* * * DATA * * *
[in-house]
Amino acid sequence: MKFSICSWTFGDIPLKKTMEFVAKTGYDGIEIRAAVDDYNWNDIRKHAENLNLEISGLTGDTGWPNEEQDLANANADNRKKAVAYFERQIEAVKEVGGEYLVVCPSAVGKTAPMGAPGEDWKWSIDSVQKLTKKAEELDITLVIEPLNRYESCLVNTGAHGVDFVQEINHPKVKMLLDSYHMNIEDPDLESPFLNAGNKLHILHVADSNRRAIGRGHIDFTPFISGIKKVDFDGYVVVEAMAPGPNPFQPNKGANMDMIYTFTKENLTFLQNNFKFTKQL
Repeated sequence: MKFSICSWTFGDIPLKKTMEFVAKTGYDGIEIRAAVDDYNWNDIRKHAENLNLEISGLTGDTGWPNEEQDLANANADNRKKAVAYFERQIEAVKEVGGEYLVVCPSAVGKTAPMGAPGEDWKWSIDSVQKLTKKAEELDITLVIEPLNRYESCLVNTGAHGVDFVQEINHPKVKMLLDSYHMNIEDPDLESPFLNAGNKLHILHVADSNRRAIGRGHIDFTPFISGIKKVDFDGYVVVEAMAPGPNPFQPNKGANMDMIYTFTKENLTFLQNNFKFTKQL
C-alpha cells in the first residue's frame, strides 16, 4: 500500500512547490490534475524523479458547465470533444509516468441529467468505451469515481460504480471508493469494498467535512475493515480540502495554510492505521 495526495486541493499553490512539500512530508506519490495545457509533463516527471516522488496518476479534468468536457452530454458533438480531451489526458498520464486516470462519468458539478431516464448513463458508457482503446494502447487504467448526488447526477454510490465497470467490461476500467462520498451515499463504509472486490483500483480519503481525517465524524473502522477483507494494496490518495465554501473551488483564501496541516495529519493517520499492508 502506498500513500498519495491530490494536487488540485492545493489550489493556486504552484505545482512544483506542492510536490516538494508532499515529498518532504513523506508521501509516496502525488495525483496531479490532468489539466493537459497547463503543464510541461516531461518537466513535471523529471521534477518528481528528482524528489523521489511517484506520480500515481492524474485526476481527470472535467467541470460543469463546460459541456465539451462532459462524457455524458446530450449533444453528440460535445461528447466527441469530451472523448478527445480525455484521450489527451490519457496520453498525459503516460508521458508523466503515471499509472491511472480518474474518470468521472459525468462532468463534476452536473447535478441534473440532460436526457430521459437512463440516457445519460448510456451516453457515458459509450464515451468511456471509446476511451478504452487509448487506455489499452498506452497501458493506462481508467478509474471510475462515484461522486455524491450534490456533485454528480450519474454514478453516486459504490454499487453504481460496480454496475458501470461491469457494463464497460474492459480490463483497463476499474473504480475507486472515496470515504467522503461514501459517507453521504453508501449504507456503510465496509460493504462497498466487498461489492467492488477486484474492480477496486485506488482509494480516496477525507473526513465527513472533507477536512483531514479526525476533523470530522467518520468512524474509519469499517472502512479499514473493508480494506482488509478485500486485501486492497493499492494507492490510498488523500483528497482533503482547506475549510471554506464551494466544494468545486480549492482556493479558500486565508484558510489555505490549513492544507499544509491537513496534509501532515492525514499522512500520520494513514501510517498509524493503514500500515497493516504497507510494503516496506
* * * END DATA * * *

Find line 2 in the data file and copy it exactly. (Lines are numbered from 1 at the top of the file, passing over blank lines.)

Amino acid sequence: MKFSICSWTFGDIPLKKTMEFVAKTGYDGIEIRAAVDDYNWNDIRKHAENLNLEISGLTGDTGWPNEEQDLANANADNRKKAVAYFERQIEAVKEVGGEYLVVCPSAVGKTAPMGAPGEDWKWSIDSVQKLTKKAEELDITLVIEPLNRYESCLVNTGAHGVDFVQEINHPKVKMLLDSYHMNIEDPDLESPFLNAGNKLHILHVADSNRRAIGRGHIDFTPFISGIKKVDFDGYVVVEAMAPGPNPFQPNKGANMDMIYTFTKENLTFLQNNFKFTKQL